Dreadful horror movie has language, violence.
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A Lot or a Little?
The parents' guide to what's in this movie.
What Parents Need to Know
Parents need to know that Slumber is a horror movie. Every night, an entire family fights off a demon that's trying to kill their youngest son. A child running from an imaginary demon falls out of a window and dies. A child has paralysis and terrors when he sleeps. His chest heaves and his bed moves as if being lifted by an invisible force. He screams but remains immobile. Hand marks are seen on the chest of a small boy. Strangulation marks are seen around a woman's neck. A woman sees her teeth falling out in a mirror. Later she tries to pry them out with a fork. Blood is seen. A man wearing dark glasses describes his fear of sleeping due to night terrors. He tried to cut off his eyelids to keep him awake. Facial scars are shown. A bloody, dead dog is lying next to a little girl who presumably killed him with gardening shears. Expect to hear "f--k," s--t," and "bitch." Old, fuzzy paintings showing demons sitting on sleeping victims' chests also show women's breasts. People who are afraid to fall asleep are given injected tranquilizers to help them.
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What's the Story?
SLUMBER is supposed to be "inspired by real accounts" of people struggling with sleep paralysis and terrors. Alice (Maggie Q) is a sleep therapist who suffers from nightmares stemming from the death of her young brother, Liam (William Rhead), who fell out of a window when he was sleep-walking and running from terrors as a child. She treats Daniel Morgan (Lucas Bond), an 8-year-old boy suffering such terrors, but his whole family wants to spend the night in the lab because all of them are sleepwalking and causing increasingly horrific damage. Mom makes smoothies and nearly severs her hand in the blender. The little girl snips the heads off stuffed toys with garden shears until one night she kills the dog, leaving a trail of blood. The dad strangles Alice when she tries to calm him during a sleep session. The hospital night janitor assures Alice that a demon is the cause of all the sleep disruption, just a routine nasty gnome trying to devour Daniel every night as he sleeps. This info comes from the janitor's grandfather, Amado (Sylvester McCoy), who suffered from the terrors as a boy and wasn't devoured because his sister sacrificed herself to save him. Alice hatches a plan to stop the creature when he attacks that night, but for some unexplained reason, she and the others can only stop it if they're also sleeping. Alice, Daniel, and Daniel's parents inject sedatives to insure quick sleep and the battle ensues. Alice kills the demon, who thanks her. Then she ends up in a mental institution.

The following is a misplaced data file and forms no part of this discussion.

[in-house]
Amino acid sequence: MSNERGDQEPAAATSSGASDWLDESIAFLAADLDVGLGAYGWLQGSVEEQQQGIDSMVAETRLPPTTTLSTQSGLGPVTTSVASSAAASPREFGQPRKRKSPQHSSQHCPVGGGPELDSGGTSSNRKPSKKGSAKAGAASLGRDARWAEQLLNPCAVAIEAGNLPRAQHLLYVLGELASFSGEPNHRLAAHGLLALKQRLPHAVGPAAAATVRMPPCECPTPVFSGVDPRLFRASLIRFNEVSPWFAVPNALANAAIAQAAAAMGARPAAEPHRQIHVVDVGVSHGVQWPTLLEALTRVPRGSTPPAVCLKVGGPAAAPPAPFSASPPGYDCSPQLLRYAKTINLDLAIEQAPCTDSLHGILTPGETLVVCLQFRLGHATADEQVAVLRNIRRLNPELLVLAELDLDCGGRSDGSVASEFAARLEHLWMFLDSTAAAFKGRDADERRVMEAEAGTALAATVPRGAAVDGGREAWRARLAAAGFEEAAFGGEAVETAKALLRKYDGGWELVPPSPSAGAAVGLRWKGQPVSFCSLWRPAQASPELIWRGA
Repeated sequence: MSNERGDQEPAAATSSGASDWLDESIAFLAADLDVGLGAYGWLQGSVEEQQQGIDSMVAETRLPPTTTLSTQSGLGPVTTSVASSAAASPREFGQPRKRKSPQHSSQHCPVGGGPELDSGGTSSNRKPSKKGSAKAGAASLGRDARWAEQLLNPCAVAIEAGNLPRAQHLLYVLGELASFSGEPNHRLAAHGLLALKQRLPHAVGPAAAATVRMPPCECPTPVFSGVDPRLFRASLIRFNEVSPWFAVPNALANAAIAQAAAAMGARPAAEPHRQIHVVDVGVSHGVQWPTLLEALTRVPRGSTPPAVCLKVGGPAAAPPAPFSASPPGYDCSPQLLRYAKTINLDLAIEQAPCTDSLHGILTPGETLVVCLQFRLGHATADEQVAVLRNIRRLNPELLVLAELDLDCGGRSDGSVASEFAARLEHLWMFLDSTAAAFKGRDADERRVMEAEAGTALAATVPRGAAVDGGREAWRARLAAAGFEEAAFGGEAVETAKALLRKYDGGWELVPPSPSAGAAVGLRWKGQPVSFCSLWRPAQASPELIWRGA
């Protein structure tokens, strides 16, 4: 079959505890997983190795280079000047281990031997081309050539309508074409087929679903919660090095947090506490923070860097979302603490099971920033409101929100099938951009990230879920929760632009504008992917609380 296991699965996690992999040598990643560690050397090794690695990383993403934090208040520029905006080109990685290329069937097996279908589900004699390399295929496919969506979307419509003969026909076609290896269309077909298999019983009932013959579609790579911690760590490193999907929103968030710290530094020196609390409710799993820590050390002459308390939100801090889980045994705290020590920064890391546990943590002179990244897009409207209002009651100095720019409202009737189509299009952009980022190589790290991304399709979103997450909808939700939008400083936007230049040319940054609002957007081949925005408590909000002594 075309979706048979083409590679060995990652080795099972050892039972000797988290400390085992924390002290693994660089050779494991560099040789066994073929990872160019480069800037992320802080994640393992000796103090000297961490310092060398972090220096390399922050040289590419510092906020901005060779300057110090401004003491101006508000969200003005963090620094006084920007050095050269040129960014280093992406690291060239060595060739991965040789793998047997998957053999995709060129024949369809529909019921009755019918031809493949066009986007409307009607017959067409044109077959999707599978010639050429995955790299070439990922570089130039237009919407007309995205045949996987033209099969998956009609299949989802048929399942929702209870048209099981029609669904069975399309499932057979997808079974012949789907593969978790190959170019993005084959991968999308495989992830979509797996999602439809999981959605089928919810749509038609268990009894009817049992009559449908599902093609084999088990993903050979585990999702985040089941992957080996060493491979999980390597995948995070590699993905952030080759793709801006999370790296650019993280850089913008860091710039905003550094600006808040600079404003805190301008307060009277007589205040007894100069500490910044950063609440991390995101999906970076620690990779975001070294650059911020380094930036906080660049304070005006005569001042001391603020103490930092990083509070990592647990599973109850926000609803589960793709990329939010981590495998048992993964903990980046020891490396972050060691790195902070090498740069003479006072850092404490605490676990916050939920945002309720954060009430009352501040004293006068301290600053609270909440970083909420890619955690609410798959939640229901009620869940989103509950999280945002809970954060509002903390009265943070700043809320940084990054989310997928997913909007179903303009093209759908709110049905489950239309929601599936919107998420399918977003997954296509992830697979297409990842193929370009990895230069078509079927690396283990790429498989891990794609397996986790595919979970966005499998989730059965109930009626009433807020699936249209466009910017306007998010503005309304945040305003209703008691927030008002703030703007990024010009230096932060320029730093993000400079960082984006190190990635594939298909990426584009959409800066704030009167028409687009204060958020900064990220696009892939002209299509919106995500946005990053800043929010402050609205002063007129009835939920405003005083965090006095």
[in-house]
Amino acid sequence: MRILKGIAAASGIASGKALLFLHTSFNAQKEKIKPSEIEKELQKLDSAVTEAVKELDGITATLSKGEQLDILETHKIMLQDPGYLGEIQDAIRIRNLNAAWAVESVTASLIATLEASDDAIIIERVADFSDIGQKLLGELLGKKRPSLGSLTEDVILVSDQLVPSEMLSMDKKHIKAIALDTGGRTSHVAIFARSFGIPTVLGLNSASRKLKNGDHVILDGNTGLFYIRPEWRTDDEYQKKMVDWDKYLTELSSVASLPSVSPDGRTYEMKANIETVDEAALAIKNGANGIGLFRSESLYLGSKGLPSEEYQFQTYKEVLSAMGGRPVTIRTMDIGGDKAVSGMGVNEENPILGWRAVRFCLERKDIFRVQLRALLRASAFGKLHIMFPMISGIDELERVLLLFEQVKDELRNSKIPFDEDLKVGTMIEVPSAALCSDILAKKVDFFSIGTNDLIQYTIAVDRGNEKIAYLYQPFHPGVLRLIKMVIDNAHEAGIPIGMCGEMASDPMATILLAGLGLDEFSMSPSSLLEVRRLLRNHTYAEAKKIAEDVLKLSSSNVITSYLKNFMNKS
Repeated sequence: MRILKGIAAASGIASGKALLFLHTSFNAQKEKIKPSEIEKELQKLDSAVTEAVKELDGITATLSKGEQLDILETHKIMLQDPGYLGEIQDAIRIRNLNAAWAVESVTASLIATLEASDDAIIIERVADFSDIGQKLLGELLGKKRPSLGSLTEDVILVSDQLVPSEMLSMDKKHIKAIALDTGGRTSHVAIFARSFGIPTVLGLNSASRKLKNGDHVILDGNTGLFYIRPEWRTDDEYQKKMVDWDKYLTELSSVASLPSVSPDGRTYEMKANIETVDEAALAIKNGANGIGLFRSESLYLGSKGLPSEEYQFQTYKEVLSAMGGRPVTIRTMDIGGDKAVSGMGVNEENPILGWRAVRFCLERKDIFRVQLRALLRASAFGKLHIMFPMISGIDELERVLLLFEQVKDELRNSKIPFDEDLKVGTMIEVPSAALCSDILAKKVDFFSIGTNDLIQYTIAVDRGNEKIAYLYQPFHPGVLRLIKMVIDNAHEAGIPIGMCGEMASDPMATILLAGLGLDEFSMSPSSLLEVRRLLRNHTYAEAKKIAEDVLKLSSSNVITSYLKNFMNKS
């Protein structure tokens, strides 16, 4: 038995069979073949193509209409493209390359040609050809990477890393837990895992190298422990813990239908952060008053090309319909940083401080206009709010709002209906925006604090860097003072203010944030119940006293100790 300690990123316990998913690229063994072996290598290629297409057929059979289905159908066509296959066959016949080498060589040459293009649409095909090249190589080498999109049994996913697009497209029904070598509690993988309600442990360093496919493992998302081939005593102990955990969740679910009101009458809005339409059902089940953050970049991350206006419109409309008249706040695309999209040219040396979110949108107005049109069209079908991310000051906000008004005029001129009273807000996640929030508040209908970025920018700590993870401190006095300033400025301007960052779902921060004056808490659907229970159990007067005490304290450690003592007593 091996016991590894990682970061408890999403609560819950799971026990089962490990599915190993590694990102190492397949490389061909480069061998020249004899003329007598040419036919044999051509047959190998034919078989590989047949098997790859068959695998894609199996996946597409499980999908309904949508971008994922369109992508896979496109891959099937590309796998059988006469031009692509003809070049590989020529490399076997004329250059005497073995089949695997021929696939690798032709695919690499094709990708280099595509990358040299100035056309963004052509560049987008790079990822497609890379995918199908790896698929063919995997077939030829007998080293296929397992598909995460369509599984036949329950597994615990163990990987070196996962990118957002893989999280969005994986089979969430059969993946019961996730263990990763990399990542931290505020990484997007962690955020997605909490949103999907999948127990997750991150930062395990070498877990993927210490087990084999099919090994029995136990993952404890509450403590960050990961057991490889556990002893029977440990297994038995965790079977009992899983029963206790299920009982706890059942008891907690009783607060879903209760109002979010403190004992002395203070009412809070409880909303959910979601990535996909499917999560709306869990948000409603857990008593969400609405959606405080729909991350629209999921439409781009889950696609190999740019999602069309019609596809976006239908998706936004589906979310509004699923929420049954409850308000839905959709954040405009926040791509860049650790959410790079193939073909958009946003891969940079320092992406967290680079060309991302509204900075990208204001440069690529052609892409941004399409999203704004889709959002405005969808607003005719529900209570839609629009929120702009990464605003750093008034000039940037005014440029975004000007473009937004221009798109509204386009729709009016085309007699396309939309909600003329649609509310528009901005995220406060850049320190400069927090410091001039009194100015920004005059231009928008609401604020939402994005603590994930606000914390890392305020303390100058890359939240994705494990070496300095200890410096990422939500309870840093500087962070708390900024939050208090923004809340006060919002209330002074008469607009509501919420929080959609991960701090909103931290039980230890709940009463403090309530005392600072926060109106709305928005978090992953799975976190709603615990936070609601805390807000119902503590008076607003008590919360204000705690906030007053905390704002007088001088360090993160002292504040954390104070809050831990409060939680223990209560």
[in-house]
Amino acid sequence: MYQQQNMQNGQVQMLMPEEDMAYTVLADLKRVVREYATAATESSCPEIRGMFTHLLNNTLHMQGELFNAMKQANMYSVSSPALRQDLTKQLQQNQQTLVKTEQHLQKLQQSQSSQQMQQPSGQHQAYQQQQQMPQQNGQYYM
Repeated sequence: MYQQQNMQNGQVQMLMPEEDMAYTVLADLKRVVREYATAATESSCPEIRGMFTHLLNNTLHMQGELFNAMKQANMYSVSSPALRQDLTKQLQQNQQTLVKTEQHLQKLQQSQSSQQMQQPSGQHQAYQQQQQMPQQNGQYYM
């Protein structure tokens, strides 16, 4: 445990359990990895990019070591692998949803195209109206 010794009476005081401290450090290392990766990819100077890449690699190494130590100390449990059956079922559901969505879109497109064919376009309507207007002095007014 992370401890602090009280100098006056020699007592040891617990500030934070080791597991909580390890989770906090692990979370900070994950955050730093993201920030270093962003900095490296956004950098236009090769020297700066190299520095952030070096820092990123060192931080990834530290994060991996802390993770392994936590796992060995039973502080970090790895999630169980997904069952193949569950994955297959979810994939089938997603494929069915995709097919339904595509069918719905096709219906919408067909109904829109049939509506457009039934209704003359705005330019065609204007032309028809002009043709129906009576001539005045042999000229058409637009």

Is It Any Good?
Any written description of Slumber is going to make far more sense than the movie does. The movie scarcely moves forward from its initial premise, that both Alice and the family she is treating are being attacked by a sleep demon, a phenomenon for which there's no apparent cure. The filmmakers certainly spent time finding a creepy and metallic horror soundtrack to back even the most benign scenes. Yet they seem to have spent nothing at all on making sense. All four family members are attached to electrodes for their sleep studies, yet they all get up and sleep-walk around freely, without having to detach themselves.
Slumber doesn't even make sense in its final credits: Alice's last name is Arnolds, like her husband Tom's last name. But the credits claim that Liam, her young brother who died in childhood, was named "Liam Arnolds," and that seems about as unlikely as everything else in Slumber. Teens can find much better horror out there.
Talk to Your Kids About ...
Families can talk about what makes a scary film enjoyable. Is it only fun if it's a little scary? Why do you think so?
The boy in Slumber is afraid to sleep because he's being attacked by a demon every night, but most of us have bad dreams now and then. Why do you think we have bad dreams? Do you think it's possible that during such dreams our brains are working out things we're scared of?
What's your favorite horror movie? Why? How does this one compare?
- In theaters: December 1, 2017
- On DVD or streaming: January 2, 2018
- Cast: Maggie Q, Will Kemp, Sylvester McCoy, William Hope
- Director: Jonathan Hopkins
- Studio: Lionsgate
- Genre: Horror
- Run time: 84 minutes
- MPAA rating: R
- MPAA explanation: for some disturbing material, and language
- Last updated: March 16, 2023
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